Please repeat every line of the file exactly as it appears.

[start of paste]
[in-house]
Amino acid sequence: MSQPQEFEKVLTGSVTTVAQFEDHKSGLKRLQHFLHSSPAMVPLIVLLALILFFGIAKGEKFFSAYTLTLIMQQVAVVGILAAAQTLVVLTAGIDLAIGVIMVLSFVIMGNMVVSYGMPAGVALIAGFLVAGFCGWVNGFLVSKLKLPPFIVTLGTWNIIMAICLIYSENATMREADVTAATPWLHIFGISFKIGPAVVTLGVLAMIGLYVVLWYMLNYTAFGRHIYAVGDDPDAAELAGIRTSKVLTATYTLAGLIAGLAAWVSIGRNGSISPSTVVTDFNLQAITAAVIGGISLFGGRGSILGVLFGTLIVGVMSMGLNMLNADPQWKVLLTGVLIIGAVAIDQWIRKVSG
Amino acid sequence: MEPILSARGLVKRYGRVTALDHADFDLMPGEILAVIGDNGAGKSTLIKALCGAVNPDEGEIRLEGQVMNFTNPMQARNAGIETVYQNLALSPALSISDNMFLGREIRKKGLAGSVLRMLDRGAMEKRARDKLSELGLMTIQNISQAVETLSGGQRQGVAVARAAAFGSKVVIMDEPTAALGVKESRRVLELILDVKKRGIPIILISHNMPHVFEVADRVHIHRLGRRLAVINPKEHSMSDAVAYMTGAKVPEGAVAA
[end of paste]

[in-house]
Amino acid sequence: MSQPQEFEKVLTGSVTTVAQFEDHKSGLKRLQHFLHSSPAMVPLIVLLALILFFGIAKGEKFFSAYTLTLIMQQVAVVGILAAAQTLVVLTAGIDLAIGVIMVLSFVIMGNMVVSYGMPAGVALIAGFLVAGFCGWVNGFLVSKLKLPPFIVTLGTWNIIMAICLIYSENATMREADVTAATPWLHIFGISFKIGPAVVTLGVLAMIGLYVVLWYMLNYTAFGRHIYAVGDDPDAAELAGIRTSKVLTATYTLAGLIAGLAAWVSIGRNGSISPSTVVTDFNLQAITAAVIGGISLFGGRGSILGVLFGTLIVGVMSMGLNMLNADPQWKVLLTGVLIIGAVAIDQWIRKVSG
Amino acid sequence: MEPILSARGLVKRYGRVTALDHADFDLMPGEILAVIGDNGAGKSTLIKALCGAVNPDEGEIRLEGQVMNFTNPMQARNAGIETVYQNLALSPALSISDNMFLGREIRKKGLAGSVLRMLDRGAMEKRARDKLSELGLMTIQNISQAVETLSGGQRQGVAVARAAAFGSKVVIMDEPTAALGVKESRRVLELILDVKKRGIPIILISHNMPHVFEVADRVHIHRLGRRLAVINPKEHSMSDAVAYMTGAKVPEGAVAA